The county was allowed to remain In and insulting. Both say that they had a
peace only a few months. BUI Wright, Sr., quarrel about a poplar tree which Wright
OLD ODfilOSITY SHOP IN LONDON, MADE FAMOUS BY DICKENS..
telllge'nce that the original of 'Charles Dick
ens's "Old Curiosity Shop" Is to be tors
"down to give" place to a modern structure.
It Is said by- those who watch the slght
seets'"' that no place exept the Tower at
tracts so "many' intelligently Interested ylsr
Iters as this queer little' place that lives in
.the memory of every' reader of- Dickens as
the home- of 'Little Neil and Grandfather.
Looking Into'-the,, old-fashioned windows
BANDS OATH tjy
Iras Mima. Ha.-li.7S
li-oE vermin, 10 ,
CHANGED TO TMG A
KLUKL.UK BAWD, ft
from the' street, one can imagine how the
impossible Qullp, back of one of them; lay'
and gurgled In the tiny bedroom of Little
Nell while she and her grandfather stole
out and away from the sorrow that had
cast so deep a- shadow oyer them.
"The place," says' Dickens, '"was. one of
those receptacles for old 'and curious things'
which seem to crouch' in odd corners of this
town, and' to hide .their musty' treasures
"i DWEI-UIN6 PL.AC& OE
fwlsfieJ to Tray from the Reynolds.
iV gradations In the Quarrel are not 1
At any event, the' two young men, or boys.
and old man Bill met in a narrow road near
the latter's house. The wife at the win
dow heard shots and saw her husband fall.
That was all. The Reynolds boys fled, but
were soon captured, and their trial Is set
for tho August- tefm of Circuit Court at
Morgan Reynolds, a cousin of Noah and
John, a teacher, and known as "the smart
est man in Letcher," at onco organized a
Kuklux band for tho protection of his kins
men. In November, 1900, the State was
startled by tho murder of llrs. Jemima
Hall and her 13-year-old son on the upper
fork of Boone. She was a widow whose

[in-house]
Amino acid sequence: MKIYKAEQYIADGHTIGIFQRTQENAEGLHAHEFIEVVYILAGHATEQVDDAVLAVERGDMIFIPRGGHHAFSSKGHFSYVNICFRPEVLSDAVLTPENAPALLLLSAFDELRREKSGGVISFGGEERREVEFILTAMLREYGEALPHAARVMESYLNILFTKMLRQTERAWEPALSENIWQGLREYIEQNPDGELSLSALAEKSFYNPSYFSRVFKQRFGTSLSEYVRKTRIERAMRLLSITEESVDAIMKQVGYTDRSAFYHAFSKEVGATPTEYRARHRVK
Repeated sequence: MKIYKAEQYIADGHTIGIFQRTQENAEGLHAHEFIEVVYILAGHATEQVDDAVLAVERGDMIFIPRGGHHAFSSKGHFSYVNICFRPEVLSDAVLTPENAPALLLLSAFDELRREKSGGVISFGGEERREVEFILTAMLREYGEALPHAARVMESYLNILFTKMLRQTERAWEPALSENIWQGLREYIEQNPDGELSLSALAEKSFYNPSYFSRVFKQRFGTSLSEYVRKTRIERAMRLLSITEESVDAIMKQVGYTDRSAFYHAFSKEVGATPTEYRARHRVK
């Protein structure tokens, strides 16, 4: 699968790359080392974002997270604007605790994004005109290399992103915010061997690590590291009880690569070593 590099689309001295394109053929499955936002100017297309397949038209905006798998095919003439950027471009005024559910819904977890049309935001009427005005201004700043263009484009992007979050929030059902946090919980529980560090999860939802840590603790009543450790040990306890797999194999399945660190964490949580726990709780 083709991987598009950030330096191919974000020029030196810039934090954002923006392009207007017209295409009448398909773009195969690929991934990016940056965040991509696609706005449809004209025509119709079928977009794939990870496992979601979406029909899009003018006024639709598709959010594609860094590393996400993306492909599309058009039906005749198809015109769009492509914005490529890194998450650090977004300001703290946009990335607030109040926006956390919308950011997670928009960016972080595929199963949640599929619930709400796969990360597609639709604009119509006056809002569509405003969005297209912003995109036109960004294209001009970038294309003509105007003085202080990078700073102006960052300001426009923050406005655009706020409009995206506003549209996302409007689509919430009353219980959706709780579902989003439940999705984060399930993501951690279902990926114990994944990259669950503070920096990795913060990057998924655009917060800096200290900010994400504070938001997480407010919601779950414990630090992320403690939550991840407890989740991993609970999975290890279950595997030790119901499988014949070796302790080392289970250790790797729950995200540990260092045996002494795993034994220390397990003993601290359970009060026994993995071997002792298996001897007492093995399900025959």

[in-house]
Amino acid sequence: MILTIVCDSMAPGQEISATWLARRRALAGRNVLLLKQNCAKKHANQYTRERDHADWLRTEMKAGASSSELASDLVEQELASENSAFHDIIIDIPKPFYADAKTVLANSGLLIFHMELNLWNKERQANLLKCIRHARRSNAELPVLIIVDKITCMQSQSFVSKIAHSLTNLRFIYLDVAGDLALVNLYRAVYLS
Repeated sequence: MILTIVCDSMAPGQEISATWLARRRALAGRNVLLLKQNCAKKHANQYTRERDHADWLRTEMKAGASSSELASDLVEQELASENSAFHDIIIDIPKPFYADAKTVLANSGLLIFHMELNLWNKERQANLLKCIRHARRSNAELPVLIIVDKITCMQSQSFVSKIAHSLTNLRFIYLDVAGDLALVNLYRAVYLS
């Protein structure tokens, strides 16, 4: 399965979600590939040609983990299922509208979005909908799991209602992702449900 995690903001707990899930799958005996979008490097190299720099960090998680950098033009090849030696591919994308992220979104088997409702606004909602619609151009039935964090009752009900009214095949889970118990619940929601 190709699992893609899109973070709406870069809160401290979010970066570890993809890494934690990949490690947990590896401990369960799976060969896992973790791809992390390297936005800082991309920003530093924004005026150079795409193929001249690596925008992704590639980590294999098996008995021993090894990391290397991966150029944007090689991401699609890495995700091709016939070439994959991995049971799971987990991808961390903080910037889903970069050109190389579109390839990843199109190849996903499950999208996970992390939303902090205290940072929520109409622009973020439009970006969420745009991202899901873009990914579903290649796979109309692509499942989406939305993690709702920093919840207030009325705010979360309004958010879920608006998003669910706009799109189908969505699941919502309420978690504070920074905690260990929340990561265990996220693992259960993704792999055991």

hsuband had left her $300 In life Insurance,
which she foolishly kept-in her cabin home.
Earn Vanover stayed at the house to pro
tect the widow and her three children. The
Kuklux took It upon themselves to correct
this, to them, objectionable action. A
slight snow had fallen and served to muffle
their horses' hoofbeats. They drew near
the cabin and tied their horses. They ad
vanced to the door, and, calling loudly and
pounding on tho door, demanded admis
sion. The widow answered In trembling
tones, and the noise and gruff demands for
admission were repeated. Vanover knew
what It meant and opened fire through the
door from a position in the back roam.
There were curses and an answering volley
was returned. The widow sank back dead,
while the body of. her eldest son fell (cross
her. Vanover crept across the room under
the bed, while tho two children escaped
by a rear door Into the night. The mur
derers forced the front door and rilled the
place. They withdrew without Vonover
being able to recognize any of tham.
The next morning" some of the footprints
in tho snow were found to contain a tri
angular mark. Mountain .detectives wero
set to work and at the house of Lige Flem
ing was found a tell-talo pair of-shoes. Tho
right shoe bore on the so.e a triangular
patch: Fleming confessed and Implicated
Morgan Reynolds, Mac Yonts, Joe Johnson,
Ikey Potter, "Son" Newsom. George New
som, Zack Bentley, Josh Bentley, Sol Flem
IT IS SOON TO BE TORN DOWN.
from' the public eye In jealousy and distrust.
There were suits- of' mall standing Uke
ghosts in armor' here and there'; fantastic
carvings brought fronTmonkisn cloisters:
musty, weapons of. various Ttlhds; distorted
figures in china and woodand tron;;tapes
'trles .and strange furniture that might
have been designed In "dreams.;
"The haggard aspect of the.llttle old man-
was wonderfully JWlts to the place. ,a.
THE RSYNOUDS BOVS! J
ing, Llga Fleming, John and Martin
Wright, distant cousins of the detective,
but belonging to the opposite faction. Creed
Potter. John Reynolds and George Cook
were also supposed to have been in the
With the arrest of TJo-r Flemlnsr much
,-j, ,. i : .:'."- :.."t;
una oeen uone. ine capture oi tne oiners
followed rapidly until there were four of
the outlaws at large. Creed Potter. John
Reynolds. George Cook and the leader, Mor-
It was In the attempt to land this quartet
that Bill Wright was killed and the des
perate fight on the ridge precipitated. J.hn
Reynolds was arrested, being unable to live
In the brush with his wounded arm. Potter,
tired of the life In hiding, surrendered.
Morgan Reynolds took to the little brick
house, gathered his friends absut him and
openly defied arrest. This continued for a
period of some three weeks, when, weary
of the siege, he dispersed his band and, with
three companions, started to the distant
hCls. Cook, Jim Kelly and John Mulllns
were the men who accompanied htm. None
of them have been taken as yet.